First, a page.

“Within a week—truly, within a week—they stopped the virus from exponentially growing on a country level, to dropping incidence by half,” Michael Mina, an epidemiology professor at the Harvard T.H. Chan School of Public Health, said on a press call on November 18. “Two weeks later, it dropped more. They’re doing . . . the third mass testing this week. I think it’s the best proof that we have, at the moment, anyway, that this can work.”

By the end of last week, the reproductive rate of the virus in the country was between 0.7 and 0.9, meaning that each person who is infected is infecting fewer than one person. Last weekend, Slovakia’s health minister wrote a Facebook post saying that the testing program “broke the curve” and “directed it quite steeply down.” He noted, though, that mass testing would have to continue or the rates would grow again. The country reopened theaters, churches, and other mass gathering spots on Monday, with reduced capacity.

Mina argues that if something similar had happened in the U.S., life could be completely different now. “These tests could have allowed Thanksgiving to happen normally, had we started this in August,” he says. “These tests . . . could still get us to have a much better Christmas. But we have to start today.” The government needs to step up with clear leadership and strategy, he says. “At the end of the day, we need to act like we’re in a war, and like we’re actually having something bad happen to America.”

Edited by tdhoosier
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8 minutes ago, tdhoosier said:

I think we can do 2 things at one time. if there is the will to do it. I’m actually surprised you don’t.

Not necessarily that I don't, it's just I've seen our government in action (not just during the pandemic) and I'd hate to spend time, effort, and money martialling resources at the expense of rolling out a vaccine, which most people see as the "nirvana" here. 

Maybe we can do both, and that would be a good thing. But I think the goal is in sight, though I'm not optimistic enough to believe that we'll be able to return to any semblance of normalcy before Christmas, no matter what we do.

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38 minutes ago, IUFLA said:

Not necessarily that I don't, it's just I've seen our government in action (not just during the pandemic) and I'd hate to spend time, effort, and money martialling resources at the expense of rolling out a vaccine, which most people see as the "nirvana" here.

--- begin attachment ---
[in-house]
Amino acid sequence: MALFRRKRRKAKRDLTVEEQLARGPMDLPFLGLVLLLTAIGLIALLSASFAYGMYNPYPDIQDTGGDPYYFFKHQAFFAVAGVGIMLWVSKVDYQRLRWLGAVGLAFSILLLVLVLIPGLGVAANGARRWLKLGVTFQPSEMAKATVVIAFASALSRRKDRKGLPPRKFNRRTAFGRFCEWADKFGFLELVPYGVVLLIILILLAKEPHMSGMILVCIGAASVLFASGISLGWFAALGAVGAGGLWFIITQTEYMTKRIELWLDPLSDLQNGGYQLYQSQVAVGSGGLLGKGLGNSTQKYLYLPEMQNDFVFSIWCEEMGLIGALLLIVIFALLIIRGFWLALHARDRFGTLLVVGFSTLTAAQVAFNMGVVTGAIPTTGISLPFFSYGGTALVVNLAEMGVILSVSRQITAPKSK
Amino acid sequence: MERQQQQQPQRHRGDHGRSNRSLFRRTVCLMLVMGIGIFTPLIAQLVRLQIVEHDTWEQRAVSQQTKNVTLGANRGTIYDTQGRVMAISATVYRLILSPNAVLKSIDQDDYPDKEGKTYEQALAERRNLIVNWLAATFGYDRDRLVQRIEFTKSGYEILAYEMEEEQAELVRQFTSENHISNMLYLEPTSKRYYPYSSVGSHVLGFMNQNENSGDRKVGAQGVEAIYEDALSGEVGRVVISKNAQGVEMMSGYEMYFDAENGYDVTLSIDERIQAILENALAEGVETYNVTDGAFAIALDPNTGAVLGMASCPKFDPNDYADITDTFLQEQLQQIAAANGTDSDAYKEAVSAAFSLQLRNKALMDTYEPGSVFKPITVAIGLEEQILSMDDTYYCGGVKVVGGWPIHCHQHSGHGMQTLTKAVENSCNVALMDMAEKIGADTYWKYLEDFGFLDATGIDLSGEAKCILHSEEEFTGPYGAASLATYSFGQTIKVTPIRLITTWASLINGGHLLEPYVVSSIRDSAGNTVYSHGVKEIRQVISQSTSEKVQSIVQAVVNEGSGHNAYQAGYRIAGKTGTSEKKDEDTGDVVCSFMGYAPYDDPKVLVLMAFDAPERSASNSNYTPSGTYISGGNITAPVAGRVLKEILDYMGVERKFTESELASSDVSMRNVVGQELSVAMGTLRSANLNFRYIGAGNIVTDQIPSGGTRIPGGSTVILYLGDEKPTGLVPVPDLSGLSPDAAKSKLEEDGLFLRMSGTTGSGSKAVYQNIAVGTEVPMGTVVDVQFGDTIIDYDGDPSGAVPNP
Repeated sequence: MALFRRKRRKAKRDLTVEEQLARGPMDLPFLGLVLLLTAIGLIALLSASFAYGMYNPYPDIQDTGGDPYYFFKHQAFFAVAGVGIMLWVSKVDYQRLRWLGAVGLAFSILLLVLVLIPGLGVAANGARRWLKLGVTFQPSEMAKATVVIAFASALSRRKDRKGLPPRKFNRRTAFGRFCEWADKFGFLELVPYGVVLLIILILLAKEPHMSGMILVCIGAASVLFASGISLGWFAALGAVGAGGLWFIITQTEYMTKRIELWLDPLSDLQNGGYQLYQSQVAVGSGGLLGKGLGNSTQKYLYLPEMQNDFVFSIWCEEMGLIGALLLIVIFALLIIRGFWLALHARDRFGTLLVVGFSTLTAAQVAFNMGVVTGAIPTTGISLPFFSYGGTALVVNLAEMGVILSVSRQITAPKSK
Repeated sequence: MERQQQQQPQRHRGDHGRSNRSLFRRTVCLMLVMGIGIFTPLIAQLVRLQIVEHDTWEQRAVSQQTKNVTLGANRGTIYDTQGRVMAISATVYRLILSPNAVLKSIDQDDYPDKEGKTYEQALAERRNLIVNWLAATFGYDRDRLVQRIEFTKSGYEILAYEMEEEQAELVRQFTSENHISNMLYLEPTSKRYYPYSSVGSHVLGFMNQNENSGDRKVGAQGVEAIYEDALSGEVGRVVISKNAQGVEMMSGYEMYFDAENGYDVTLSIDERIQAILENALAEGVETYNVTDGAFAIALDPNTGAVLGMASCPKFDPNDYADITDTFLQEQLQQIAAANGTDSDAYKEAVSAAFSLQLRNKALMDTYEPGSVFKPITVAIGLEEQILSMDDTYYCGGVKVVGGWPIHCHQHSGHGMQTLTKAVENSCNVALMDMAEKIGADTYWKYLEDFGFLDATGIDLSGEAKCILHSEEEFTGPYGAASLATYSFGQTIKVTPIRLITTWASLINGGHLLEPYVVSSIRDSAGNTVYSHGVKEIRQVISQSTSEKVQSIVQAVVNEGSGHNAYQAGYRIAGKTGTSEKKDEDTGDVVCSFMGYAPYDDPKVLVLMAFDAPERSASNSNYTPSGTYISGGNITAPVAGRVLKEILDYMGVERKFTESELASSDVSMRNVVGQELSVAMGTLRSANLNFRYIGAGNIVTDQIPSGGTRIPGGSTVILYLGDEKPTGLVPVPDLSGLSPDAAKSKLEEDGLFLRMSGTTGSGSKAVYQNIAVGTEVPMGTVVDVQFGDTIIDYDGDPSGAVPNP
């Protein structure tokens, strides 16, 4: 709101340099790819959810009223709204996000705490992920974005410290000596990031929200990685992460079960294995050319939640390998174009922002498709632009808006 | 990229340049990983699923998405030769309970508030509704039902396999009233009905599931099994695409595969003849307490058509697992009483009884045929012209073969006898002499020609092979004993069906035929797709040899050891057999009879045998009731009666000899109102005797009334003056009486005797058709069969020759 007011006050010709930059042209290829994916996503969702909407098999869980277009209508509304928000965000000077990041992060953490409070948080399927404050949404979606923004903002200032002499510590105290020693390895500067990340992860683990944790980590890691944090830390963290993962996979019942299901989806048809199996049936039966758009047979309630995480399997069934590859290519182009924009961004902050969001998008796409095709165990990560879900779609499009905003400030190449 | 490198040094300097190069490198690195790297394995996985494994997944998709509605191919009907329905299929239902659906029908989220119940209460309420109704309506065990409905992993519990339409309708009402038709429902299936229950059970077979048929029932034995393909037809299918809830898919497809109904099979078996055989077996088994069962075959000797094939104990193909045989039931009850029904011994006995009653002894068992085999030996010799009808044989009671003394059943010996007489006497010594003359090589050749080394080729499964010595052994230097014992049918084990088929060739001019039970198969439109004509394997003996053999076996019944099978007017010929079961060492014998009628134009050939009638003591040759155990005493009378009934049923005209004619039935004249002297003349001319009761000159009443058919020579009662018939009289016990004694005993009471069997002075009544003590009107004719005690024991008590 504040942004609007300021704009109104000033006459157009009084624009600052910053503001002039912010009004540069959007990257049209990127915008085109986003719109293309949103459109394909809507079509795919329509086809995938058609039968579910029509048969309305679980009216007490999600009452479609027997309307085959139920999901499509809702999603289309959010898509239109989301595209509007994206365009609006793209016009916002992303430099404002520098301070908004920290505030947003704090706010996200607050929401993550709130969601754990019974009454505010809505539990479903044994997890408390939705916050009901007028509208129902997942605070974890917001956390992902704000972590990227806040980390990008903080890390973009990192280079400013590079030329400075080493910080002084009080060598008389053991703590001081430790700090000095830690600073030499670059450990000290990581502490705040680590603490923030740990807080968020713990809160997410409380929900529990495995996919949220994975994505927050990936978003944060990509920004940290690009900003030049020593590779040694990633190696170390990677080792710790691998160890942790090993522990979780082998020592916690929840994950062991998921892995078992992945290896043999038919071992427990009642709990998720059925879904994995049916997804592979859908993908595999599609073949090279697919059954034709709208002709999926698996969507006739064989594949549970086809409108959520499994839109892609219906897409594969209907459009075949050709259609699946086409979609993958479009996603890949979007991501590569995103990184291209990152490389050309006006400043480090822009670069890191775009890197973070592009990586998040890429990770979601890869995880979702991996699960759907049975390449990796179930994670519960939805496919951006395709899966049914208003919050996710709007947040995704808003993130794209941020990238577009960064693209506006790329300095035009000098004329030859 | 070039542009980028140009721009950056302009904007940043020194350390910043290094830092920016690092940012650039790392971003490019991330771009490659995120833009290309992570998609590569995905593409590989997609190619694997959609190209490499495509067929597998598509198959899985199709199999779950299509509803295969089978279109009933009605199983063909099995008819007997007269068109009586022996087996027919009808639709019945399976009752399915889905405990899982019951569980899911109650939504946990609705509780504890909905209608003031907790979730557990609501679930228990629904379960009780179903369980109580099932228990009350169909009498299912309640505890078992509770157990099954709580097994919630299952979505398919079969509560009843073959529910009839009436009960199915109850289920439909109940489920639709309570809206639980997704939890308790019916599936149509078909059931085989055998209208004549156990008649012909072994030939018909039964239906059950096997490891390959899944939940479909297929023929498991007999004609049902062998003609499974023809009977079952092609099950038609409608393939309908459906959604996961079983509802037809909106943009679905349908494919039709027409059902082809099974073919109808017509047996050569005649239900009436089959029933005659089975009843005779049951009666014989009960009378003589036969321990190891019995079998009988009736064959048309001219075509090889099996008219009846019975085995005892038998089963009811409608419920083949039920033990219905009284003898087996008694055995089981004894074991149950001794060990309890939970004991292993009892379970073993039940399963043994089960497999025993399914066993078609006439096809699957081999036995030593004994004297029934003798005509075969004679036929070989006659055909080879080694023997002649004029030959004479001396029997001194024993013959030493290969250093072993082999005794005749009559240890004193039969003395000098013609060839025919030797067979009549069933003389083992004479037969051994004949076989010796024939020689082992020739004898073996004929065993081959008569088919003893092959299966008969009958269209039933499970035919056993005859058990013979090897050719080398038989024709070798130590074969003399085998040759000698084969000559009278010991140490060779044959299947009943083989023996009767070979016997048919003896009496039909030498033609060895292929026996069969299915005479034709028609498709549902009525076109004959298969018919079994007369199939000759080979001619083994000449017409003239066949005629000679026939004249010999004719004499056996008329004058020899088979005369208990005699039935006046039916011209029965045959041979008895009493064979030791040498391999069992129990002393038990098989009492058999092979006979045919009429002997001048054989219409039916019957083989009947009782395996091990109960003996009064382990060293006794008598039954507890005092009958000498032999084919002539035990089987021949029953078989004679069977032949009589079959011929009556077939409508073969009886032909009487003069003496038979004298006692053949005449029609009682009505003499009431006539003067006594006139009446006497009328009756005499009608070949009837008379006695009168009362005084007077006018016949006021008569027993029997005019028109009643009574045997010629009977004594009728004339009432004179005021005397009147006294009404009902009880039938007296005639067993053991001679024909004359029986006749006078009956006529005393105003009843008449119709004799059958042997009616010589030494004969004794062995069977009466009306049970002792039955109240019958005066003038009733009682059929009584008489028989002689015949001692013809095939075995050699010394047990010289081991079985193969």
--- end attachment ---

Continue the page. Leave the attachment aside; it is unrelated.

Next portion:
Maybe we can do both, and that would be a good thing. But I think the goal is in sight, though I'm not optimistic enough to believe that we'll be able to return to any semblance of normalcy before Christmas, no matter what we do.

I will agree that it’s optimistic to get anything done by Christmas, but if it is showing successful results maybe it’s not too far fetched to get something done by late January. Keep in mind mass testing has been an idea proposed since this summer. 

The bigger concern is the lack of action (or even the desire) taken on the federal level to do anything since this summer, who again has money and resources to make any major action of significance happen. They can’t even pass a stimulus due to the gridlock and end fighting. Don’t agree on your first point due to the low cost. We’ve spent far more money, effort, and resources  on far more ridiculous things. Not to mention  the economical benefits it would bring from not being in ‘the red’ (and the consequences that result from that). For a micro example of that, see @Drroogh’s post above. I’m seeing those effects too; my business depends on those manufacturing jobs. Outbreaks at many of my suppliers are causing huge delays. I spent all of Thursday diverting 12 orders I had in house at a supplier who had an outbreak. Waiting for a vaccine simply isn’t enough in my opinion; we are still in the beginning of this spike and and no plateau seems to be in the near future.

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https://www.thedailybeast.com/italy-did-everything-right-to-stop-a-second-wave-of-the-coronavirus-so-what-went-wrong

Good question here. Why is this happening despite following all the recommendations of the "experts"?

"What's particularly troubling about the return of COVID in Italy is that the country has done everything experts like Dr. Anthony Fauci have been advising. Face masks in public places have been compulsory for months, social distancing is strongly enforced, nightclubs have never reopened, and sporting arenas are at less than a third of capacity. Children who are back at school are regularly tested and strictly social-distanced, and yet, the second wave seems completely unstoppable."